Milton Catelin leading what is now a very different organisation
PharmaDispatch sat down with Medicines Australia chief executive Milton Catelin for his first in-depth interview since joining the association in October last year.
In a wide-ranging discussion, Mr Catelin talked about the expectations of member companies, rebuilding the organisation and its reputation after the travails of 2015, the importance of maintaining a positive working relationship with government, the need for policy ‘certainty’ and unity across the sector.
He recognises the enduring challenge for Medicines Australia in managing the interests of its diverse membership with the association’s mandate to shape the policy environment over the long term.
“It creates challenges,” he says, describing it as “just a reality.”
“We do need to remind our membership the objectives of an industry association are somewhat different to the objectives of individual members.
“We have to explain to our members we’re here to improve the operating environment for all of them.
“Individual members rightly argue for access for particular drugs to the market, and they should actively pursue that as the pointy end of their agenda, but the industry association needs to keep its eye on what’s happening five years down the track – ten years down the track – and needs to really focus on what is the best political operating environment to allow our membership to grow.”
He continues, “We need to understand they’re individual companies pursuing individual interests, but they need to be reminded when those interests are counterproductive to the industry or the company in the long run.
“We do this by building credibility with our own members. Part of that is being a more efficient and politically savvy secretariat than perhaps we might have been in the past. The secretariat has to be more professional and more politically astute than it has been in the past.”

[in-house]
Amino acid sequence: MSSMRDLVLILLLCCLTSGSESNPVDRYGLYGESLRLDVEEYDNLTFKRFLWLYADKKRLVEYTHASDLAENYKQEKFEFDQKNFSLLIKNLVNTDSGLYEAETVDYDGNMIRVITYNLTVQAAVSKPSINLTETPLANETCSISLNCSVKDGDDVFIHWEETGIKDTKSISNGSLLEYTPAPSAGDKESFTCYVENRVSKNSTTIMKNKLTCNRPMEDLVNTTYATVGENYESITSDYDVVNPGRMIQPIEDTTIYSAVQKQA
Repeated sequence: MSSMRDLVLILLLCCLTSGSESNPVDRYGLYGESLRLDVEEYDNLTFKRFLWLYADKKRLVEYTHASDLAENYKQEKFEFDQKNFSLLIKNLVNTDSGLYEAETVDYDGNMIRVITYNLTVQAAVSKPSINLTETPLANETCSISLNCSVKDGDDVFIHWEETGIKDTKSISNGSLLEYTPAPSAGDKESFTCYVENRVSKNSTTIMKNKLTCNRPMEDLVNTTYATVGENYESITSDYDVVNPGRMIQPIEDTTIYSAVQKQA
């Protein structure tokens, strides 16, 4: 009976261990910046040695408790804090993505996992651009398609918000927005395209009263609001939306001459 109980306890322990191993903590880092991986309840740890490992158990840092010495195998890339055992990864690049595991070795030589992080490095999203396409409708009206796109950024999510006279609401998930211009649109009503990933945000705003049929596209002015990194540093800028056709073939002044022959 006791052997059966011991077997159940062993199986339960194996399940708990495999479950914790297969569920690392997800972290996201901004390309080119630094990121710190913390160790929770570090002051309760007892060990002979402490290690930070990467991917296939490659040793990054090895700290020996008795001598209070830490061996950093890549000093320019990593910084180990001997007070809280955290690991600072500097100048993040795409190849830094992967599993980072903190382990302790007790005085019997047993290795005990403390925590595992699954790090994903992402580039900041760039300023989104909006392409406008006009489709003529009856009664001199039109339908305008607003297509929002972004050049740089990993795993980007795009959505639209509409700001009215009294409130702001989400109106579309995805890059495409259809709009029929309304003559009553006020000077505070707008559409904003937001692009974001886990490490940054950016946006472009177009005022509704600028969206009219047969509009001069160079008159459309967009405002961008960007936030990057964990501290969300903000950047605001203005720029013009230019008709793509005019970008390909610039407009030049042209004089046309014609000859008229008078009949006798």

Rebuilding the organisation
Mr Catelin was appointed to lead Medicines Australia in the aftermath of its failure to secure a strategic agreement with government following negotiation of the 2015 PBS Access and Sustainability Package.’
He acknowledges biosimilars policy as one reason for the association’s decision not to sign the agreement but says there were a “litany” of others.
“It was possibly the straw the broke the camel’s back,” he says.
“I think you could talk to six individuals and you get six different reasons for what happened. You try and talk to as many people as possible, listen to what they’re saying. The fact I’ve heard so many different stories about things we’ve done wrong in the past and how the negotiations were upset in the past, it leads me to believe it’s a more complex story than any individual understands.
“So, I think it’s difficult getting a group understanding of what the past was about, but it’s far more important to get a group understanding of the what the future is about. And the future is about reminding people that this industry is inherently important to the health and wealth of Australians.”
He says the association is in a “much better position now”. While not elaborating, Mr Catelin says, “I think some of the problems that beset the negotiations then are not present now.”